London-based human rights lawyer, Olivia Oldendorp, is raising awareness about gender inequality. She quit her high-powered employment in New York and moved to Ghana, Africa, on her own, to work on a one-woman legal campaign.
Oldendorp quit her job as a litigation and litigation support lawyer in New York and moved to Ghana last year to work on a one-woman legal campaign she has named #LawChat. “It took a while to get this funded,” Oldendorp told The Guardian. “There was such stigma around leaving a job and saying ‘why is it that I have to do my own work now?’ For the media I am a young female lawyer with dark skin and no face make-up. This is a difficult time to be a woman.”
Oldendorp herself previously ran for Manhattan Borough President, running unopposed. She is spending the holidays with her family in Ghana and her work is the basis of a play. Oldendorp created the website YesLawChat, which shows the things that women have to go through when they are a woman. “The roles a man is given are much more specific and specific to his gender,” she said.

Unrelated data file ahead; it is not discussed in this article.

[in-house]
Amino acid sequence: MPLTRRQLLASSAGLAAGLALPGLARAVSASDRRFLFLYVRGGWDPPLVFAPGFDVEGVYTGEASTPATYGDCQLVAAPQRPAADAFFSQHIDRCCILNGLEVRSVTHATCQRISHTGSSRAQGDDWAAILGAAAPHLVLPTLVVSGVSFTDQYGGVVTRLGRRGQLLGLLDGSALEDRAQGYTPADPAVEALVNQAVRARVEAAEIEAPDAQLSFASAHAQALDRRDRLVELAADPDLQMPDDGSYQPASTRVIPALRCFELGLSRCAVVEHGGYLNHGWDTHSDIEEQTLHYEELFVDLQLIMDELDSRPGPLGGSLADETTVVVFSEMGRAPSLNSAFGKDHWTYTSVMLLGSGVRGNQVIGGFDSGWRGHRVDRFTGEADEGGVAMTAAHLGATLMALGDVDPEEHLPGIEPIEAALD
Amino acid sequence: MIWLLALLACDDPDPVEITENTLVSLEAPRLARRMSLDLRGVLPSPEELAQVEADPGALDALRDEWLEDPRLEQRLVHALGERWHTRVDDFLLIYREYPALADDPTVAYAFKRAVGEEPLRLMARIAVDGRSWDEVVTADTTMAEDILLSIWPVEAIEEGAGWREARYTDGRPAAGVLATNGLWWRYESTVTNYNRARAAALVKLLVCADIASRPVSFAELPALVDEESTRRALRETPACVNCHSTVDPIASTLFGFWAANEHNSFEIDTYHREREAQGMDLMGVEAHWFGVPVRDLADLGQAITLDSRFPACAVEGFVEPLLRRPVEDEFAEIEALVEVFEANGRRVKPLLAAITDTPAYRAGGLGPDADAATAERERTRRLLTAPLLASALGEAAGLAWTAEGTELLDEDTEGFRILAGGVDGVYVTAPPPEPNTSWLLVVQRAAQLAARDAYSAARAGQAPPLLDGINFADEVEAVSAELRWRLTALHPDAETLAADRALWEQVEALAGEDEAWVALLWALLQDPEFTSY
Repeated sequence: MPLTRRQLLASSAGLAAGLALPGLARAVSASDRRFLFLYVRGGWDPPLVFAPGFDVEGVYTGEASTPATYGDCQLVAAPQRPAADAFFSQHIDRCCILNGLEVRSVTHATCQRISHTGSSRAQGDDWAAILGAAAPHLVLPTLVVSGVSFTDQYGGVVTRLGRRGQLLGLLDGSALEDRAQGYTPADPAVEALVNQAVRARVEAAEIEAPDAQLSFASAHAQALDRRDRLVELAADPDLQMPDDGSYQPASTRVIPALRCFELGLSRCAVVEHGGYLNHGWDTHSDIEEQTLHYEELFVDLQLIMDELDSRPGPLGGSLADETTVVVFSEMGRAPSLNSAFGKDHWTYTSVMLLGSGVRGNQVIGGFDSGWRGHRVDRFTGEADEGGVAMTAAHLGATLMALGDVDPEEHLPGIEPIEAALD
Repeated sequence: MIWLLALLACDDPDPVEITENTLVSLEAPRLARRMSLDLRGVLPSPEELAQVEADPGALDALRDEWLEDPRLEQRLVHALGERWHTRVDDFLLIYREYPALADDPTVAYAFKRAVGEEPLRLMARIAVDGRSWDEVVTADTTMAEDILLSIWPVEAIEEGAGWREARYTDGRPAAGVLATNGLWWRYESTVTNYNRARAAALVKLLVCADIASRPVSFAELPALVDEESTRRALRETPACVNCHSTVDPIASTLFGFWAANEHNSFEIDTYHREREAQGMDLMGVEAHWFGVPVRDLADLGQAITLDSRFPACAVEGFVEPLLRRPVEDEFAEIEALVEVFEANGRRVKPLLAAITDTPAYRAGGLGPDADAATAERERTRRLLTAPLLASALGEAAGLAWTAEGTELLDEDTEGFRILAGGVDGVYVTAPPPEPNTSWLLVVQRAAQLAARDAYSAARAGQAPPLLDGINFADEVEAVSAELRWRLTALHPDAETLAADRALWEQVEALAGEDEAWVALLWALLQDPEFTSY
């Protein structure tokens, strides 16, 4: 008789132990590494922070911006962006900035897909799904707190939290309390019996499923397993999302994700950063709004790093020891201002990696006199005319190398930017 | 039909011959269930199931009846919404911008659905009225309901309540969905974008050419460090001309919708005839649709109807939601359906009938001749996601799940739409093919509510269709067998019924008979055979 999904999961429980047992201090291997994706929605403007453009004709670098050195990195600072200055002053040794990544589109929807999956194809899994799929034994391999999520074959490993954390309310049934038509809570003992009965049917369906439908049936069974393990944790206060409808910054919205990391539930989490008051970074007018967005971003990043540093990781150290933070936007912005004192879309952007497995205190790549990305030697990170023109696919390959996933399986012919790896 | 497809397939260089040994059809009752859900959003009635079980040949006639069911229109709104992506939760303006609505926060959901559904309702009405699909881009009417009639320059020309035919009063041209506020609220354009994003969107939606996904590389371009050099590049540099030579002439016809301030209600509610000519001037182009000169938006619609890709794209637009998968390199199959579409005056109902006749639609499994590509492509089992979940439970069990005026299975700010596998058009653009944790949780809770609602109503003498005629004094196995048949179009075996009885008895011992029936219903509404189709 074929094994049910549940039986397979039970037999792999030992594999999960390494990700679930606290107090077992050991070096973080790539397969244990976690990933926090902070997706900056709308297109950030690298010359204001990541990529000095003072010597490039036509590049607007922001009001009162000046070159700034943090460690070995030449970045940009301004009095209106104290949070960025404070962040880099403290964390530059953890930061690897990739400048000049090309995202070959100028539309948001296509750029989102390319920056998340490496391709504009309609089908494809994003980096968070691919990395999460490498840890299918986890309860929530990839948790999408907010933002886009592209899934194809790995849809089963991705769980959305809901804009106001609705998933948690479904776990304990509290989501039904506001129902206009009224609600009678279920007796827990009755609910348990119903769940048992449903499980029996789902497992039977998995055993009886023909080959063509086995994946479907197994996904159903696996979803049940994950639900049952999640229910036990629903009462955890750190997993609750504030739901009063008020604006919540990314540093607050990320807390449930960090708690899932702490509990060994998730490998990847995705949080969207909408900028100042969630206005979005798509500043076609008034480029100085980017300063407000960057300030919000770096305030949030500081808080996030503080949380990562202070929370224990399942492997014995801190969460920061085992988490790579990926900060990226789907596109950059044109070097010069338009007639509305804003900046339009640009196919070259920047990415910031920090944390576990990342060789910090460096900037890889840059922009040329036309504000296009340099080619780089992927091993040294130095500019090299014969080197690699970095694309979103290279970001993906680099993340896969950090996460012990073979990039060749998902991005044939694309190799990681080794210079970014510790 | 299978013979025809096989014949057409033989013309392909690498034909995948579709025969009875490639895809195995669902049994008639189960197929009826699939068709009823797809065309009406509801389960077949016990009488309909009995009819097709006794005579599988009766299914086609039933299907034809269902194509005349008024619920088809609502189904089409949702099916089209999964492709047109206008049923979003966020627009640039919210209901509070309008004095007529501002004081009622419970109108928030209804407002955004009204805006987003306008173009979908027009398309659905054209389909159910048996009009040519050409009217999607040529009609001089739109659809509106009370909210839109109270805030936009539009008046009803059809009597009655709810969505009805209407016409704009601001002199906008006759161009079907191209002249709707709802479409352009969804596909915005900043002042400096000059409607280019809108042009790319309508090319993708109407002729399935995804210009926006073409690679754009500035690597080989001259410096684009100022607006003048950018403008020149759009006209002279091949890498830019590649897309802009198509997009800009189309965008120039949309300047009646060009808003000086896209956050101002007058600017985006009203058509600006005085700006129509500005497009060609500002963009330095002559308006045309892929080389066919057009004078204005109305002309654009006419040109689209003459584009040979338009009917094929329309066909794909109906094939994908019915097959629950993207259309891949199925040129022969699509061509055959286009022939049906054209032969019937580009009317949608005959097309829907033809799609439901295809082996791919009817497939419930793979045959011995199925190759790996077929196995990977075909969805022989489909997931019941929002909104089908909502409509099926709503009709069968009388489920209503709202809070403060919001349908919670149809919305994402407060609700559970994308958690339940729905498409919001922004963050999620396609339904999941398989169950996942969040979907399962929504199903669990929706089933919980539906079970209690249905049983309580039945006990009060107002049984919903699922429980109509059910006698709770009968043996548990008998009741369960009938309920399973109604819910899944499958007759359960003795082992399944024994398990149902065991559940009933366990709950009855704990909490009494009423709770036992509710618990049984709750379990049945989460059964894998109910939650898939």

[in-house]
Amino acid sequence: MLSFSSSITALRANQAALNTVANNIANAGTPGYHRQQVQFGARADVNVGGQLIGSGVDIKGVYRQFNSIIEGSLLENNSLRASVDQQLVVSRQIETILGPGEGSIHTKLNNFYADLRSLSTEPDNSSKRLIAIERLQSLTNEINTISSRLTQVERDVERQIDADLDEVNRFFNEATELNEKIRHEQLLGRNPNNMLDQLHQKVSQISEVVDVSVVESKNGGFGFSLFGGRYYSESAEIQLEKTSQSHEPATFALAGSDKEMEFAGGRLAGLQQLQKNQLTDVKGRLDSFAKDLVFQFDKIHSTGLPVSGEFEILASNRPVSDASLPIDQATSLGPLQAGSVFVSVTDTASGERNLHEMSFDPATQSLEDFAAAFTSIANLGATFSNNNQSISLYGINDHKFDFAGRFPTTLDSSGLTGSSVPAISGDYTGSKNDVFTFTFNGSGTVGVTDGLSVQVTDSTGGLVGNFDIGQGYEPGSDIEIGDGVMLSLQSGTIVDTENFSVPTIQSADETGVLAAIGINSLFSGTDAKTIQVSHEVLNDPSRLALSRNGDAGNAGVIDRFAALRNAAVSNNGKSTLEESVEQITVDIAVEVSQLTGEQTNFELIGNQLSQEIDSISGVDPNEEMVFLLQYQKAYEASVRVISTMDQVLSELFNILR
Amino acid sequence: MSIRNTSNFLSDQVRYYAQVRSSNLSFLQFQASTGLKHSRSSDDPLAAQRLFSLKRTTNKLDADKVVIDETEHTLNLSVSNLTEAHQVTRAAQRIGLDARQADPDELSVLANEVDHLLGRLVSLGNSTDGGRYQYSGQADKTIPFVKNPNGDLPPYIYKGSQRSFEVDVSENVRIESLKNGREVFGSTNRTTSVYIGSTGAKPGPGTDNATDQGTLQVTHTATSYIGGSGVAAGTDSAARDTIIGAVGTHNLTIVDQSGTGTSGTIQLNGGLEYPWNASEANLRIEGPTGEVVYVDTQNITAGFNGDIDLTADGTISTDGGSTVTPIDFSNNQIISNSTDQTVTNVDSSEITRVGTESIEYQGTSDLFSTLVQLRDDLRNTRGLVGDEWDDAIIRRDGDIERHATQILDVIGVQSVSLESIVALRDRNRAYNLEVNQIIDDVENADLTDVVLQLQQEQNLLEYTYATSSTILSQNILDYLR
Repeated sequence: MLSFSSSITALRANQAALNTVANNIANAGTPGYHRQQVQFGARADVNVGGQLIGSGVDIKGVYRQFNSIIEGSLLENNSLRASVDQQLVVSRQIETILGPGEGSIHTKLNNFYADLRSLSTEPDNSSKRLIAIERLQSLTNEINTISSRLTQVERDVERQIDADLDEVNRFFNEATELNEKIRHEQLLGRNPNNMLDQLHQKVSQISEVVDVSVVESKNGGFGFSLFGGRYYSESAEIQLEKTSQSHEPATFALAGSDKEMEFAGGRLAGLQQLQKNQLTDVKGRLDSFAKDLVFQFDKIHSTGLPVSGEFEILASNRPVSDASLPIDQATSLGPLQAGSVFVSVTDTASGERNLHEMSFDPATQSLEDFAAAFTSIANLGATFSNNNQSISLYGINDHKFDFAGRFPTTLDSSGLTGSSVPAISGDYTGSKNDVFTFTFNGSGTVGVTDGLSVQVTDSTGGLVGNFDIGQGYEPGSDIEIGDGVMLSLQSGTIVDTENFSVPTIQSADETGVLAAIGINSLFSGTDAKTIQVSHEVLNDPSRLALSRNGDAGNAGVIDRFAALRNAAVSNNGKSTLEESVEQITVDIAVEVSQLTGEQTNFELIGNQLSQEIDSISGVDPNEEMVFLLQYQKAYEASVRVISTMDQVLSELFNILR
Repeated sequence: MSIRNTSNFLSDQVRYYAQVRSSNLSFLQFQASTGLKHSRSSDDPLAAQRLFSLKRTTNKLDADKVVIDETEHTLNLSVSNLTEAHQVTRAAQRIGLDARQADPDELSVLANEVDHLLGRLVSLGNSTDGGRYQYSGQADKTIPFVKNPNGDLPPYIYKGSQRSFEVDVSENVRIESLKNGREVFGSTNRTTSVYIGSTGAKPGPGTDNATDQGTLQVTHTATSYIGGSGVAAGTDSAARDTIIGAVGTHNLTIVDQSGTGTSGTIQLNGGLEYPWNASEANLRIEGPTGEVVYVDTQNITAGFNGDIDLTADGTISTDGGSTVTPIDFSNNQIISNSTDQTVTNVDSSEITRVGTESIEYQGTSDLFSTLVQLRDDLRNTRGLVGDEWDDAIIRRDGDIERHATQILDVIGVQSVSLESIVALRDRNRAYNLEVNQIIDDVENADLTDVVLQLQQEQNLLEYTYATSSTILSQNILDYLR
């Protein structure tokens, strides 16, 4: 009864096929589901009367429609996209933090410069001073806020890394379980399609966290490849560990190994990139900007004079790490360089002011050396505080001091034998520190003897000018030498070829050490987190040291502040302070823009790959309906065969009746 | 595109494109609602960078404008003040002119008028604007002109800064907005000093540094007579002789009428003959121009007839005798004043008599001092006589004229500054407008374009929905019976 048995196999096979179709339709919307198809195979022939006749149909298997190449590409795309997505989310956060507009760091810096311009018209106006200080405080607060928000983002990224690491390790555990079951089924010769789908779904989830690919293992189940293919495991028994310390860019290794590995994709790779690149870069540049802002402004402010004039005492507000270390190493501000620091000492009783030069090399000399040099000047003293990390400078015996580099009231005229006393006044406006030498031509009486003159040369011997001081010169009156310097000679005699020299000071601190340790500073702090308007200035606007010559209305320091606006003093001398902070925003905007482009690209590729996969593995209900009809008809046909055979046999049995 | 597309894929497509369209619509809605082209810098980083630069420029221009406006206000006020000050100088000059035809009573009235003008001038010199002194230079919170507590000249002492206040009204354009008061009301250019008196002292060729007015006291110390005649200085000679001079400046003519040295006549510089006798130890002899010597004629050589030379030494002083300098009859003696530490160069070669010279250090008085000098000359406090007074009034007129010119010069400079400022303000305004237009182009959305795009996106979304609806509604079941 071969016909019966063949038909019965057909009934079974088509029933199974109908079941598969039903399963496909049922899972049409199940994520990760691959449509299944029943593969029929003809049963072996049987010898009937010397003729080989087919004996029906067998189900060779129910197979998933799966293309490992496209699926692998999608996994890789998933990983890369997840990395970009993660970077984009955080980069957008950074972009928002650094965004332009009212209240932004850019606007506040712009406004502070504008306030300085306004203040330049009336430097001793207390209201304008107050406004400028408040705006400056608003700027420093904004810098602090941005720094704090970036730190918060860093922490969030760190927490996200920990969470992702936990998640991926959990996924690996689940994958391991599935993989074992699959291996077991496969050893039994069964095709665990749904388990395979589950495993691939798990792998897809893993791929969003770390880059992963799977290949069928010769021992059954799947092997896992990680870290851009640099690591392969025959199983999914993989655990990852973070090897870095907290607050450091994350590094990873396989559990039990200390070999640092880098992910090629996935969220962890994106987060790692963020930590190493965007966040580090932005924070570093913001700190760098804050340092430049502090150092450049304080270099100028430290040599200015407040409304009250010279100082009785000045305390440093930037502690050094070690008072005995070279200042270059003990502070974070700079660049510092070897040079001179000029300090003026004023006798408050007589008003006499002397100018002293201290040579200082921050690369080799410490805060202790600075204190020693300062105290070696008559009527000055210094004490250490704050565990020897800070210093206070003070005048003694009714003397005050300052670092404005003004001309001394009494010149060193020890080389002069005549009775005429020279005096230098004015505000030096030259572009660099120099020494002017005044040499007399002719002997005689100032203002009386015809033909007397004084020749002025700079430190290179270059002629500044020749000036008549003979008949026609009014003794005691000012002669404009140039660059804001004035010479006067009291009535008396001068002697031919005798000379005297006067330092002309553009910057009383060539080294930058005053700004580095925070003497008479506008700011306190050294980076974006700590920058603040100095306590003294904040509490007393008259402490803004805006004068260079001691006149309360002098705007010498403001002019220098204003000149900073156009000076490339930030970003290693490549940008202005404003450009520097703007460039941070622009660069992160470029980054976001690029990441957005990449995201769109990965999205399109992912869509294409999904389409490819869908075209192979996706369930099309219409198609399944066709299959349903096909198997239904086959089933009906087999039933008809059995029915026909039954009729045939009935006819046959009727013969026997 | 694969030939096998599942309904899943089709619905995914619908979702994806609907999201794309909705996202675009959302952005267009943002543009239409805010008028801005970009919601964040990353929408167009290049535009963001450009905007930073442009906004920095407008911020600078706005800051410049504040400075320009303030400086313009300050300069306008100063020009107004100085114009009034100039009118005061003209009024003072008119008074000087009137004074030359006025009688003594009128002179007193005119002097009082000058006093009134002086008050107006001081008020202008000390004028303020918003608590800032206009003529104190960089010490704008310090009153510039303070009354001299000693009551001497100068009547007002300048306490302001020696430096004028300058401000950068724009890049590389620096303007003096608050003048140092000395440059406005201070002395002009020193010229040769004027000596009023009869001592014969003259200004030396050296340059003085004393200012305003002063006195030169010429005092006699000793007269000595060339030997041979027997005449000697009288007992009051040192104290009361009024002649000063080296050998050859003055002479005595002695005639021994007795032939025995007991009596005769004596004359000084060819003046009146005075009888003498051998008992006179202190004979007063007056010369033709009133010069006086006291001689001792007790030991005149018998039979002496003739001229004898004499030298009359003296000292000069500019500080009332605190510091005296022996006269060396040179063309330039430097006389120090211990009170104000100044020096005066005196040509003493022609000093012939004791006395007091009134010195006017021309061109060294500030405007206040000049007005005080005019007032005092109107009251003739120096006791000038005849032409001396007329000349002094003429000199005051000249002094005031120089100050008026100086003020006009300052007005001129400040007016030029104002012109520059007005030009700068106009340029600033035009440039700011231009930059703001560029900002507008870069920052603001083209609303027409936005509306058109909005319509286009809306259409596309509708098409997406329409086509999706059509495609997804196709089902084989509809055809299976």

Oldendorp, a graduate of Georgetown University Law Center, previously worked for Stiglitz (Oxfam’s chief economist and one of the world’s leading proponents of sustainable development), and did a stint in Hong Kong as the guest of an independent oil and gas company.
Women lawyers earn 27% less than men
13 percent of British lawmakers are women
Four women named as possible candidates for next U.S. president
First Job Achieved: Career, 22 years old